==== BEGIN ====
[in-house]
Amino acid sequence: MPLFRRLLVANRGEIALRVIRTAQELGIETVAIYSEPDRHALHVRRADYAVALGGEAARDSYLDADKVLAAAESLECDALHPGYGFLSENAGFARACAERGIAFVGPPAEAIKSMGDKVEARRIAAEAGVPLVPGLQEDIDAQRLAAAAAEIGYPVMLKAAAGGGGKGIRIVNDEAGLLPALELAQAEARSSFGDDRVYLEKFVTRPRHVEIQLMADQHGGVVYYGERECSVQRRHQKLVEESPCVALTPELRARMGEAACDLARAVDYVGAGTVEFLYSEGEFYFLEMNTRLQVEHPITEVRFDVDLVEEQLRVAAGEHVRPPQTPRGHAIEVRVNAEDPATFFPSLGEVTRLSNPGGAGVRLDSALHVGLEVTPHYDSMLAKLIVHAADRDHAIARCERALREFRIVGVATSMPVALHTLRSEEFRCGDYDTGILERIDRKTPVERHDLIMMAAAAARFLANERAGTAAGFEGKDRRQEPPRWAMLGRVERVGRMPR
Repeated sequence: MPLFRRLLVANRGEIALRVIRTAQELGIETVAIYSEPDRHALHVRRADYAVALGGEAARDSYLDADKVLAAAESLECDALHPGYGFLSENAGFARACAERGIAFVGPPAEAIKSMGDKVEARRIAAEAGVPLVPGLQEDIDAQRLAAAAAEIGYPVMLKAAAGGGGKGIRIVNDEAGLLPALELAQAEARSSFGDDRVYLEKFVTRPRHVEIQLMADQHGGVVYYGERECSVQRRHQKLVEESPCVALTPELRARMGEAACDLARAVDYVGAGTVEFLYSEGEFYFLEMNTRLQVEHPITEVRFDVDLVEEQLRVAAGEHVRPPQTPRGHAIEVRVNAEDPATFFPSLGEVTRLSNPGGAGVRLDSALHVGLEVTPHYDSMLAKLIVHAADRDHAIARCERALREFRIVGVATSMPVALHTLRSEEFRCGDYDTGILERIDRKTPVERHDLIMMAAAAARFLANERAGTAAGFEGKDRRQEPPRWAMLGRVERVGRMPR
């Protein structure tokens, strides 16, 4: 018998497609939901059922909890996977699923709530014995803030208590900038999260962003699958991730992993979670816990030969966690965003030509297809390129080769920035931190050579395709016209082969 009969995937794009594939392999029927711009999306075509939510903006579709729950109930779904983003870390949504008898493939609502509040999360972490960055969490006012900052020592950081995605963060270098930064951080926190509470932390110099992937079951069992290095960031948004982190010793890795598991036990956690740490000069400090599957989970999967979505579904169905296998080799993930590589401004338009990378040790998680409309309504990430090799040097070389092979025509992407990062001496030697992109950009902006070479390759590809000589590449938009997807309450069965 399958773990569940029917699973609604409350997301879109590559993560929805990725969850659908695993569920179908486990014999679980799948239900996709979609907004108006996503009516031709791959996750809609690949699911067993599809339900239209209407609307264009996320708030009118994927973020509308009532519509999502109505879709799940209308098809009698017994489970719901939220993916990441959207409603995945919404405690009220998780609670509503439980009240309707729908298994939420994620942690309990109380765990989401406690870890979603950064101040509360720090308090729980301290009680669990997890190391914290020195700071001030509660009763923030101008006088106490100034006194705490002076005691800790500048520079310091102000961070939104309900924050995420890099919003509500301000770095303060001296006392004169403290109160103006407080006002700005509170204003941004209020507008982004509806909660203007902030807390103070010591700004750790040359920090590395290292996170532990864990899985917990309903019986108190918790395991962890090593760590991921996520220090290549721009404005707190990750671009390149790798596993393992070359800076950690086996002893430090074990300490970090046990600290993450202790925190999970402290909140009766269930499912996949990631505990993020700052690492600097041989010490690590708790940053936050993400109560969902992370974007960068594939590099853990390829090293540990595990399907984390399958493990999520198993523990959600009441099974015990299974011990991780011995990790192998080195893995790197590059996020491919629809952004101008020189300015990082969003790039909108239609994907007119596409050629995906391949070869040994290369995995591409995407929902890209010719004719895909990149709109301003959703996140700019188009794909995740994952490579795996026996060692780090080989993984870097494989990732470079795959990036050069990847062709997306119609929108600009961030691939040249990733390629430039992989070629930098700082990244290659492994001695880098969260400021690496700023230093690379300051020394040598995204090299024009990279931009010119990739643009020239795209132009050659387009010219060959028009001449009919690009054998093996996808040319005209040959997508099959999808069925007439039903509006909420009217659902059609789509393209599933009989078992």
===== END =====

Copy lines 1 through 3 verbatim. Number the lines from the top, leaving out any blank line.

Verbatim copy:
[in-house]
Amino acid sequence: MPLFRRLLVANRGEIALRVIRTAQELGIETVAIYSEPDRHALHVRRADYAVALGGEAARDSYLDADKVLAAAESLECDALHPGYGFLSENAGFARACAERGIAFVGPPAEAIKSMGDKVEARRIAAEAGVPLVPGLQEDIDAQRLAAAAAEIGYPVMLKAAAGGGGKGIRIVNDEAGLLPALELAQAEARSSFGDDRVYLEKFVTRPRHVEIQLMADQHGGVVYYGERECSVQRRHQKLVEESPCVALTPELRARMGEAACDLARAVDYVGAGTVEFLYSEGEFYFLEMNTRLQVEHPITEVRFDVDLVEEQLRVAAGEHVRPPQTPRGHAIEVRVNAEDPATFFPSLGEVTRLSNPGGAGVRLDSALHVGLEVTPHYDSMLAKLIVHAADRDHAIARCERALREFRIVGVATSMPVALHTLRSEEFRCGDYDTGILERIDRKTPVERHDLIMMAAAAARFLANERAGTAAGFEGKDRRQEPPRWAMLGRVERVGRMPR
Repeated sequence: MPLFRRLLVANRGEIALRVIRTAQELGIETVAIYSEPDRHALHVRRADYAVALGGEAARDSYLDADKVLAAAESLECDALHPGYGFLSENAGFARACAERGIAFVGPPAEAIKSMGDKVEARRIAAEAGVPLVPGLQEDIDAQRLAAAAAEIGYPVMLKAAAGGGGKGIRIVNDEAGLLPALELAQAEARSSFGDDRVYLEKFVTRPRHVEIQLMADQHGGVVYYGERECSVQRRHQKLVEESPCVALTPELRARMGEAACDLARAVDYVGAGTVEFLYSEGEFYFLEMNTRLQVEHPITEVRFDVDLVEEQLRVAAGEHVRPPQTPRGHAIEVRVNAEDPATFFPSLGEVTRLSNPGGAGVRLDSALHVGLEVTPHYDSMLAKLIVHAADRDHAIARCERALREFRIVGVATSMPVALHTLRSEEFRCGDYDTGILERIDRKTPVERHDLIMMAAAAARFLANERAGTAAGFEGKDRRQEPPRWAMLGRVERVGRMPR